Whatever one’s opinion on China’s rise, the summit saw it as a trend that the international community has no choice but to accommodate. Georg Kell, Executive Director of UN Global Compact, says: “If you allow African entrepreneurship to evolve, to compete and to learn from foreign investors – partly working with them and partly competing with them – you are sure to have great success stories emerging. The more you can take advantage of revenues from natural resources to invest in the long term, the better.”


Godwin Nnanna is assistant editor at Business Day Nigeria and winner of the Kalaam Award for Consumer Journalism 2005.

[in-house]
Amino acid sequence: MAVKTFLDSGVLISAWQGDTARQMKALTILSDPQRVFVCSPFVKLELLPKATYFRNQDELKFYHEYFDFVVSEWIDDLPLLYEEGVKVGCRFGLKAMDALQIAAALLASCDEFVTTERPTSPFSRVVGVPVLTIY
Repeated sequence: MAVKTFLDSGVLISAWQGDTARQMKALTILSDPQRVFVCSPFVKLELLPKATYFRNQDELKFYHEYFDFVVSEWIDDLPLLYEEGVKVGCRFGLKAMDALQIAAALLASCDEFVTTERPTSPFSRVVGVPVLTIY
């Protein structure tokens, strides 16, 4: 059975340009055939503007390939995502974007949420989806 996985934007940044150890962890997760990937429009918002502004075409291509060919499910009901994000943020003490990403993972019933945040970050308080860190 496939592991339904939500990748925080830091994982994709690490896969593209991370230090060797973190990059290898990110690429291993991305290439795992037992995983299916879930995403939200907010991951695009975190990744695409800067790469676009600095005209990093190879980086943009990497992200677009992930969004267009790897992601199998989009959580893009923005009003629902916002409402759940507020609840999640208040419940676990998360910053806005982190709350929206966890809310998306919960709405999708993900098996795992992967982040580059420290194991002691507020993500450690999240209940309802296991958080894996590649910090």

Homepage photo by Easten Law

Also by Godwin Nnnanna on chinadialogue: The new face of Nigeria's oil industry


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不同的情况!

想对作者提出一个问题:你认为近年来中国在非洲的大规模投资和西方国家在过去20年来对中国市场的开发有什么不同。

我想尽管它们有类似的地方,但它们还是完全不同的两种情况。

同时,我非常想知道西方国家在非洲的投资是如何的?它们的投资在经济上,社会上和环境上改善了非洲的发展了吗?我个人对这个答案表示怀疑。

所以,请用客观和平衡利弊的态度来看待中国在非洲的投资。那么,到底,对非洲国家来说中国投资带来的好处和坏处是什么呢?

Different scenario!

A question for the author: In your opinion, what is the difference between China's huge investment in African in recent years and the West's exploration of Chinese market in the past 20 years.

Even they have similar aspects, but I think they are different scenarios.

Meanwhile, I am very curious about western countries' investment in Africa. What is the situation nowaday? Have they helped improve the African development, economically, socially and environmentally? Personally,I doubt about it.

So please take a balanced view about China's investment in Africa. What are exactly the positive and negative points of China's businesses in Africa?